Both vehicles didn’t apply brakes leading to tragic accident…
Two companies have been ordered to pay almost £800,000 in fines and prosecution costs after a driver died after being run ovr by his own vehicle.
The 51-year-old accident victim was employed by a haulage company based in Gloucester when the accident occurred on 11 October 2010. He had been in the process of collecting a trailer from a manufacturing company in Derbyshire and had failed to apply the brakes to his vehicle, unfortunately the driver of the trailer had also failed to apply the braking mechanism and as the man was attempting to couple his lorry to the trailer his vehicle moved away. It is thought that the accident victim ran around to the front of the vehicle in an attempt to bring it to a stop and was run over by the onrushing vehicle at this point – he died as a result of the multiple injuries he sustained in the accident.
The subsequent Health and Safety Executive (HSE) investigation into his death discovered that the manufacturing company that provided the trailer failed to ensure that their drivers applied the trailer brakes while they were transferring them onto other vehicles. Derby Crown Court was also informed that the haulage company that employed the accident victim had had previous instances of lorries rolling away and had failed to train their drivers to deal with this risk.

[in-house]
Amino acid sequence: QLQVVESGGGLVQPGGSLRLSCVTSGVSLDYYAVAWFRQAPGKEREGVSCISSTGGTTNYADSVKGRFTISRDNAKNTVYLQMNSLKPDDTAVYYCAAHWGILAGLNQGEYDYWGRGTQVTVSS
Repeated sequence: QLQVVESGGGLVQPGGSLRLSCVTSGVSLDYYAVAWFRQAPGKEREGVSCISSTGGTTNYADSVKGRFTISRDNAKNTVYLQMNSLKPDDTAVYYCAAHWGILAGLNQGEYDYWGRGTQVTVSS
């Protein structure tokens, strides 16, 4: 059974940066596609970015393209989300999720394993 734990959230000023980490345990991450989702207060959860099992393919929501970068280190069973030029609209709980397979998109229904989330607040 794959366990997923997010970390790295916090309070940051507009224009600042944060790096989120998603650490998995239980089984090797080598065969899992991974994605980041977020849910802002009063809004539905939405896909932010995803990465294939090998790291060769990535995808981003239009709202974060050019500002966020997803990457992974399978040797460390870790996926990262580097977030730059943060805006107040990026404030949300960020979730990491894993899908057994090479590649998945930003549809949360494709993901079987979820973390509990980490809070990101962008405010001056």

The haulage company was found guilty of breaching Sections 2(1) and 3(1) of the Health and Safety at Work etc Act 1974 and was fined £450,000 in addition to costs of £23,317.
The manufacturing company pleaded guilty to the same charges and was fined £300,000 and ordered to pay prosecution costs of £21,341.
HSE inspector Judith McNulty-Green commented after the hearing:
“This was not an isolated incident – sadly there are deaths and serious injuries to drivers every year in similar circumstances. It happened out of poor practice and was entirely preventable.
“The manufacturing company failed to implement a safe system of work for the storage of trailers with the brakes applied. They and the haulage company also failed to implement and monitor working procedures for coupling and uncoupling trailers in the yard, and they failed to do it despite previous incidents.
“Had they done so they would have realised trailer brakes were routinely not being applied, taken appropriate action and a man would not have lost his life so needlessly.”
Author: Julian Roberts
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